When I first looked at exploring human rights issues in my grade nine English class, I struggled with finding the right medium to help my students to dig deeply. The idea behind using slam poetry came from my student teacher, Andrew. Andrew believed that the personal stories of those directly affected by things like unfair laws, tragedies, and war would most help students understand human rights and why they are integral to our world.

Read More

Topics: Lesson Ideas, English Classroom

Facing History reads Canada Reads: 5 Books that Challenge Stereotypes and Change Perspectives

Posted by Gillian Aitken on March 12, 2015

CBC's battle of the books - Canada Reads 2015 - is taking place from March 16-19th. Canada Reads involves five prominent Canadians debating which book all of Canada should read.

Each year the theme for the event relates closely to our work at Facing History and this year’s theme, One Book to Break Barriers, is no exception. The panel must decide the one book out of the five chosen that best "challenges stereotypes and changes perspectives." The debate over which book to pick takes place over four days beginning March 16, and is live streamed on CBC.ca at 10am EST and broadcast on radio and television each day.

Read More

Topics: Professional Development, Canada, English Classroom, Literature

Teaching “The Book of Negroes” Part I: Race, Names, and Identity

Posted by Jasmine Wong on February 11, 2015

It always amazes me how good literature has the capacity to expand our understanding of our world, challenge our memory of history, and grow our thinking about human nature and human experience.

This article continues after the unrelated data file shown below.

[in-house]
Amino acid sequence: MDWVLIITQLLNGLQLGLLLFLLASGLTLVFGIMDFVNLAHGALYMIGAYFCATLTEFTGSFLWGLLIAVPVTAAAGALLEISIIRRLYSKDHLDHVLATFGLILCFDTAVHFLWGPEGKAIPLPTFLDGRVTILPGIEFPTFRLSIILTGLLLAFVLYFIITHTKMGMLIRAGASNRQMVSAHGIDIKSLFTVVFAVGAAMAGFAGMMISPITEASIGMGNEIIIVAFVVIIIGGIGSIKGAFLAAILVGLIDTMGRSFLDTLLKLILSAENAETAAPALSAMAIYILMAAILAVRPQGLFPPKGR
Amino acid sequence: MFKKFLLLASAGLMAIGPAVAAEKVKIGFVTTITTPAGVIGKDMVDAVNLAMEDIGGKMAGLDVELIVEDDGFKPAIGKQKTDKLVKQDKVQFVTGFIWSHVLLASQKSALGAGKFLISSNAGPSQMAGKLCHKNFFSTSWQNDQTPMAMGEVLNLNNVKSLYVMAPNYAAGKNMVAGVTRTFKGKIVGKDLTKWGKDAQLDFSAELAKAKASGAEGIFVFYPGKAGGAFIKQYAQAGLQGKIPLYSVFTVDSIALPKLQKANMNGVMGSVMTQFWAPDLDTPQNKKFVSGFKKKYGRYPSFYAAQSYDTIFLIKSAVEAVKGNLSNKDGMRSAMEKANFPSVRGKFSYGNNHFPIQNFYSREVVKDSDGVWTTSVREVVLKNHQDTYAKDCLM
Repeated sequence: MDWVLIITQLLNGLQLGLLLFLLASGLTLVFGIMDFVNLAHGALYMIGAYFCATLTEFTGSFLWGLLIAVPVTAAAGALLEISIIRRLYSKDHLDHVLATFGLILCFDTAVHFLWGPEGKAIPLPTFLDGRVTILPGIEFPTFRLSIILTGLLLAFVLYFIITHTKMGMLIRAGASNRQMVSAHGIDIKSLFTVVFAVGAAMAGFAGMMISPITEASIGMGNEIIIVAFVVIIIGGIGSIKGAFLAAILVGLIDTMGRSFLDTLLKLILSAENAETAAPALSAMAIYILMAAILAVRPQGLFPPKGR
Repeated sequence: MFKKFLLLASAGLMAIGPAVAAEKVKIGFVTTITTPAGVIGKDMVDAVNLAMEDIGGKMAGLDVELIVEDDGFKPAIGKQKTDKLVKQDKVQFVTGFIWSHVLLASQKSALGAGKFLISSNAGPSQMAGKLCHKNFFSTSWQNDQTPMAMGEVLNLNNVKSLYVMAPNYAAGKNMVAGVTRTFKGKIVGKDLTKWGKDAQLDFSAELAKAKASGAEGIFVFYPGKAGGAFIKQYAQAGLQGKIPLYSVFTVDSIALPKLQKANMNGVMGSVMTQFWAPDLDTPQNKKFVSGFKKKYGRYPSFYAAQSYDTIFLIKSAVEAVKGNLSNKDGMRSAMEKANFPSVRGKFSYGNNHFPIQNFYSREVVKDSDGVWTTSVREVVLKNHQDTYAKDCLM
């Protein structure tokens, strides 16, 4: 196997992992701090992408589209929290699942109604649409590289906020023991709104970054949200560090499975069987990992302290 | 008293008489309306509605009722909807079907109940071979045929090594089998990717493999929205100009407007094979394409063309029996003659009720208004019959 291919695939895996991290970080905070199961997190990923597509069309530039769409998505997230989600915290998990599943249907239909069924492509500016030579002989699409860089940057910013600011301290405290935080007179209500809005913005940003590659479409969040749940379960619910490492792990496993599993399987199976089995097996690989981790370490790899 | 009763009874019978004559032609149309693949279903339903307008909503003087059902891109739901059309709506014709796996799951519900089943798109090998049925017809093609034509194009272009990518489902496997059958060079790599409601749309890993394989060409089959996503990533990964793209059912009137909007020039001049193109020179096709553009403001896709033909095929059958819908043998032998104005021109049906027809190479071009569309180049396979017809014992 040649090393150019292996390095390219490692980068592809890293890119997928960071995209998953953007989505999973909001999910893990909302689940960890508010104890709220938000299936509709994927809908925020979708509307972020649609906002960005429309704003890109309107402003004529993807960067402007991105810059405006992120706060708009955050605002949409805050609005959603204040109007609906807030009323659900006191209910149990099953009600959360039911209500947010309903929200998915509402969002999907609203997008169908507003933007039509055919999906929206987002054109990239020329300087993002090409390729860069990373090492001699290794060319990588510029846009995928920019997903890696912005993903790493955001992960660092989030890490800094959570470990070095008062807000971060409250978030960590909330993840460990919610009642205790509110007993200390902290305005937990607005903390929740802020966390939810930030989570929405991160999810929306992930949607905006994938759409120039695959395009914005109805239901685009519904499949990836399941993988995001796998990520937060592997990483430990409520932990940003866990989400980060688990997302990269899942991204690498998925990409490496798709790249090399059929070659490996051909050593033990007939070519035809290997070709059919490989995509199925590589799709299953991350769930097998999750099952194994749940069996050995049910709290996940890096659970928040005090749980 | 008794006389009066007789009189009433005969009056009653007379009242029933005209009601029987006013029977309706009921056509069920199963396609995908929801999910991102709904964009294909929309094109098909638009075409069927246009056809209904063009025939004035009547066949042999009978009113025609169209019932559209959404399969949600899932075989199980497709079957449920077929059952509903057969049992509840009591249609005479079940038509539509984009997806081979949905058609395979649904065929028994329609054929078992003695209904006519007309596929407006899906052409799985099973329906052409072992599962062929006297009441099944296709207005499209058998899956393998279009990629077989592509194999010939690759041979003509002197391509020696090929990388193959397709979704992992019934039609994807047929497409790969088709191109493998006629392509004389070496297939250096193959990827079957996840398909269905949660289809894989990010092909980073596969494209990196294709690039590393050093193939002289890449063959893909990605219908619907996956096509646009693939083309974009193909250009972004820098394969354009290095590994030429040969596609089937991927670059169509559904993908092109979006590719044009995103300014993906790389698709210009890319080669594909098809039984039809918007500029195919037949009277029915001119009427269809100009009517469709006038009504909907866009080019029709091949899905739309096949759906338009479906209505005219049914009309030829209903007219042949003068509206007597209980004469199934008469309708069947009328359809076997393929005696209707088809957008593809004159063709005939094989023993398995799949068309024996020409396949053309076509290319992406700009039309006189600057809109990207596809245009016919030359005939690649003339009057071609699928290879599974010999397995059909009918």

As someone who works with educators, I love to see how bringing great stories grounded in lived experiences into classrooms can begin conversations, spur questions, and help students make connections between themselves, the lives of others in the stories they read, and the world around them.

Read More

Topics: Identity, "The Book of Negroes", Strategies, Lesson Ideas, English Classroom, Literature

Join Us for a Twitter Chat on "The Book of Negroes"

Posted by Jasmine Wong on January 5, 2015

UPDATE (Feb 2015): Thank you to all those who joined our chat! While the Toronto #FHChat for Book of Negroes has ended, you can continue to be in conversation with us on how to bring this important novel and mini-series into your classroom on our blog.

Read More

Topics: Film, Events, "The Book of Negroes", Slavery, English Classroom

WELCOME

This is where Canadian Facing History and Ourselves teachers and community members meet to share reflections, scholarship and teaching practices that will inspire, challenge and improve teaching and student learning. Our stories provide a window into diverse Facing History classrooms in Ontario, and invite you into the discussion.

Subscribe to Email Updates

Recent Posts

Posts by Topic

see all